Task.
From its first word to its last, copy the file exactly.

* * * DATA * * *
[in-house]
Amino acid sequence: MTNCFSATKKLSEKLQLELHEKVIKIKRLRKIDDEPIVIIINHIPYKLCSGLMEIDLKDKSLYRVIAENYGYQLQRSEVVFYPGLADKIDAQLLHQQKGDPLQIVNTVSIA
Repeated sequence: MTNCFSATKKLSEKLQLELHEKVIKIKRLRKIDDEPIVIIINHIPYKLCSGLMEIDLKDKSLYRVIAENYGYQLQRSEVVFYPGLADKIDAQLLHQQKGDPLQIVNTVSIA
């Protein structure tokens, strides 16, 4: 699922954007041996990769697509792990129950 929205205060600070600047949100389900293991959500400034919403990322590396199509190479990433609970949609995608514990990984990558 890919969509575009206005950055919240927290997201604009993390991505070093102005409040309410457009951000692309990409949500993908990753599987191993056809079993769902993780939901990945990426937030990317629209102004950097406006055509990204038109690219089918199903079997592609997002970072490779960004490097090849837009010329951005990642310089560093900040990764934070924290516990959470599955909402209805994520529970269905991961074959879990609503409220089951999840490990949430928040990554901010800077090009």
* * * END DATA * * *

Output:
[in-house]
Amino acid sequence: MTNCFSATKKLSEKLQLELHEKVIKIKRLRKIDDEPIVIIINHIPYKLCSGLMEIDLKDKSLYRVIAENYGYQLQRSEVVFYPGLADKIDAQLLHQQKGDPLQIVNTVSIA
Repeated sequence: MTNCFSATKKLSEKLQLELHEKVIKIKRLRKIDDEPIVIIINHIPYKLCSGLMEIDLKDKSLYRVIAENYGYQLQRSEVVFYPGLADKIDAQLLHQQKGDPLQIVNTVSIA
């Protein structure tokens, strides 16, 4: 699922954007041996990769697509792990129950 929205205060600070600047949100389900293991959500400034919403990322590396199509190479990433609970949609995608514990990984990558 890919969509575009206005950055919240927290997201604009993390991505070093102005409040309410457009951000692309990409949500993908990753599987191993056809079993769902993780939901990945990426937030990317629209102004950097406006055509990204038109690219089918199903079997592609997002970072490779960004490097090849837009010329951005990642310089560093900040990764934070924290516990959470599955909402209805994520529970269905991961074959879990609503409220089951999840490990949430928040990554901010800077090009």